Or consider a winter garden. It looks dead too but just below the surface there is life waiting for the turn of the sun and the growing season to begin again. I wrote this poem earlier this week. We were driving home from a walk around a regional park last Sunday and the title came to me as the late afternoon sun shone on the garden we passed.
The Beauty of a Wintering Garden
The sinking sun set afire the last red leaves of the raspberry vines.
The faded sunflower stalks slump like weary soldiers after battle.
Detritus abounds and I fancy insects scuttling and worms tilling the soil.
The beauty of a wintering garden is in the fading, the dying, and the end of its time.
Then! I imagine the garden in summer, gloriously rich in the fruits of a hard winter.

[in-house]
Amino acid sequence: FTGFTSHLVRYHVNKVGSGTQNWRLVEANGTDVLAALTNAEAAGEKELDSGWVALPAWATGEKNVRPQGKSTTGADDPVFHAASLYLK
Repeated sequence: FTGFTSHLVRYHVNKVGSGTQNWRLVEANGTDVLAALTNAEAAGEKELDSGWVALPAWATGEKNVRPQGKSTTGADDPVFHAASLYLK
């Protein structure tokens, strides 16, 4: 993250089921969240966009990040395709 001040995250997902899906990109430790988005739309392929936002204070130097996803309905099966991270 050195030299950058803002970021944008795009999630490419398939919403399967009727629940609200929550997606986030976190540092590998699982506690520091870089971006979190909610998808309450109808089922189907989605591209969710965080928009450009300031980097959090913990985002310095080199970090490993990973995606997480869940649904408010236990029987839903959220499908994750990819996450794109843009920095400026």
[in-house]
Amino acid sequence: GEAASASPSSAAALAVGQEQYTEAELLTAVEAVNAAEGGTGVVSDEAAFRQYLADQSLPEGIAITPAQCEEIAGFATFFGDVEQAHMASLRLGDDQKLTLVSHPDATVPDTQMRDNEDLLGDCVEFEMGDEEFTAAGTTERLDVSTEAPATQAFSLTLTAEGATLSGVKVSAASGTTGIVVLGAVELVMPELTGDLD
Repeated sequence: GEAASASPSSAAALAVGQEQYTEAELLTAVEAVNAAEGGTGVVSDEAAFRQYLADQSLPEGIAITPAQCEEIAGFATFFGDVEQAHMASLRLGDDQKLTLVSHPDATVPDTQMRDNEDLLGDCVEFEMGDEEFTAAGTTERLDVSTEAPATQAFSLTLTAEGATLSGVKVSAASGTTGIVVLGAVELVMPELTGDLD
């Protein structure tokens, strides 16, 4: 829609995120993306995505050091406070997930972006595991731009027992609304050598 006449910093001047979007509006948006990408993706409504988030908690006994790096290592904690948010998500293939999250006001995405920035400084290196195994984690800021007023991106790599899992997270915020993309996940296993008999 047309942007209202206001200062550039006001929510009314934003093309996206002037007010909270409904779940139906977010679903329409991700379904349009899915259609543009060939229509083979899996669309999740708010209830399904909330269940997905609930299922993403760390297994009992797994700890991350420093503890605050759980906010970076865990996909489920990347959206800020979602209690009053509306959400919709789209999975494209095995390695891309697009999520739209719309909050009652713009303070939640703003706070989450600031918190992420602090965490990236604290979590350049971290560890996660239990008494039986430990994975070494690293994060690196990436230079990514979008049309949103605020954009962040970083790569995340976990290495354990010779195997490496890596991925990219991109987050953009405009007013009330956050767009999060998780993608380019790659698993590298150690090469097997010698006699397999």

And hope is restored.
January 5, 2021 09:42
Normally the first Saturday of the month is a compilation of December notes and blog posts. But these aren’t ‘normal’ times we are living in during these pandemic days. For now as the old year ended and the new one begins I am taking the time to reflect on the clean slate of 2021 and what it means to me.
When my grandparents bought this property in 1927 it was a clean slate for them-they had not made wine nor owned a vineyard before this time. I have to imagine there were challenges (the length of Prohibition for one, the Great Depression beginning two years later for another). Later, it was a new start each time they added a piece of property to expand the vineyards as the winery grew. As a new piece was added it was a time to assess and plant, to learn which variety was meant to be in each place and the beginnings of our estate vineyards were born.